Hello from the Gillespies by Monica McInerney

I was happily reading thinking this book is going to be good. We have a nice mix of characters, some a little whacky. We have one point of view, which I love! I just hate head jumping, different from head hopping. Head jumping is when the reader is jerked about willy-nilly to get the BIG picture, regardless of how it affects the story flow.

McInerney was doing a fine job pouring out the heart of Angela. It drifted very close to depressing, but still excellent writing. You could almost feel her muscles clinching, and hear her thunderous sighs. Great writing.

Then it happened. A head jump, then another, and another. Admittedly, this was done rather well because the transitions took you quite smoothly from one point of view to another. I was impressed. Okay, so we have some head jumping. I'll get over that. Maybe...

Then here comes the gratuitous sex. It really did not make much sense at that particular point in the story, then I got it, the character had zero self-control which was flagrantly exhibited in how she lost her job. Not a spoiler alert because the back cover tells you the whole family comes together, and this daughter is in New York, so somehow she has to get to Australia to a ranch, which they call stations.

No foul language so far, but we have head jumping and we have sex scenes, not graphic, but still... then we find out what's going on in the husbands head with another head jump and I gave up. Who wants to read a book that has no anticipation? In the back of your mind, you are worrying with Angela. "He can't be having an affair... can he? Surely, not. But if he is..." Then boom, you know the answer and are completely deflated. I did not read anymore.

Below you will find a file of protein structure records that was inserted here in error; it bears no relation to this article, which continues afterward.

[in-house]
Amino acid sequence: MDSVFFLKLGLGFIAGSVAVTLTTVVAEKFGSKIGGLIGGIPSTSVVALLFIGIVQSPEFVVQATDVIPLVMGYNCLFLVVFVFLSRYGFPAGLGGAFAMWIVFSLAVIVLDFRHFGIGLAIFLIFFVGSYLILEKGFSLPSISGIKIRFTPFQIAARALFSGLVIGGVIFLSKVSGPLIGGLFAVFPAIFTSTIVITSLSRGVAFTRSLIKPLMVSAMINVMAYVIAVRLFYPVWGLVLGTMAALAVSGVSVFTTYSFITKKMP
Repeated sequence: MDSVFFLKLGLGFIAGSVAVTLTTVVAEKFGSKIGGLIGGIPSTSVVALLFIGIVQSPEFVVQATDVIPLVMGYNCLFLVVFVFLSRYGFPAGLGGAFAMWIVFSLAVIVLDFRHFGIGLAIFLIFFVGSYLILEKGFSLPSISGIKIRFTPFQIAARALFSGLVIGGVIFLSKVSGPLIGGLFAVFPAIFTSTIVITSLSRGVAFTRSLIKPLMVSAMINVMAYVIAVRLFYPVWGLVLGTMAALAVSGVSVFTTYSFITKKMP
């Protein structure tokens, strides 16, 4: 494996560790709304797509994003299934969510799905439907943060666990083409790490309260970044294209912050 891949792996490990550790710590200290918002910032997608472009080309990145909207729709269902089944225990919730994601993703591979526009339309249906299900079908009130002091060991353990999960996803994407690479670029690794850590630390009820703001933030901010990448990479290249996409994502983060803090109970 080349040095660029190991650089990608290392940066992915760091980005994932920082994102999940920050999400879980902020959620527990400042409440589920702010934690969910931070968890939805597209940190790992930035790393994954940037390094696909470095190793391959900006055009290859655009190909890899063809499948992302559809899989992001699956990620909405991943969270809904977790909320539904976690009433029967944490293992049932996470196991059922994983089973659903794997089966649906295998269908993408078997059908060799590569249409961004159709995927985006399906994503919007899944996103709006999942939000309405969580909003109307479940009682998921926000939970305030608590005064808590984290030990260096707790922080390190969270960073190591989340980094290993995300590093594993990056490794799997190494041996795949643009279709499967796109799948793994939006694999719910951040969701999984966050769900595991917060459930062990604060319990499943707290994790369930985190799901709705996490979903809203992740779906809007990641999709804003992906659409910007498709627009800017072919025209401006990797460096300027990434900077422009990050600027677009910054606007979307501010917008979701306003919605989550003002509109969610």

There has to be a little drama to keep the pages turning. The build up in the first few pages of this book promised plenty of drama, and some really good writing. But, for me, it fell flat on story planning. Good character development for all the characters. Nicely done, but still fell flat on story flow.

I give it 2 stars. Good writing, bad story planning and flow. Loses this reader's interest on page 122.


For the past thirty-three years, Angela Gillespie has sent to friends and family around the world an end-of-the-year letter titled “Hello from the Gillespies.” It’s always been cheery and full of good news. This year, Angela surprises herself—she tells the truth....

The Gillespies are far from the perfect family that Angela has made them out to be. Her husband is coping badly with retirement. Her thirty-two-year-old twins are having career meltdowns. Her third daughter, badly in debt, can’t stop crying. And her ten-year-old son spends more time talking to his imaginary friend than to real ones.

Without Angela, the family would fall apart. But when Angela is taken away from them in a most unexpected manner, the Gillespies pull together—and pull themselves together—in wonderfully surprising ways…

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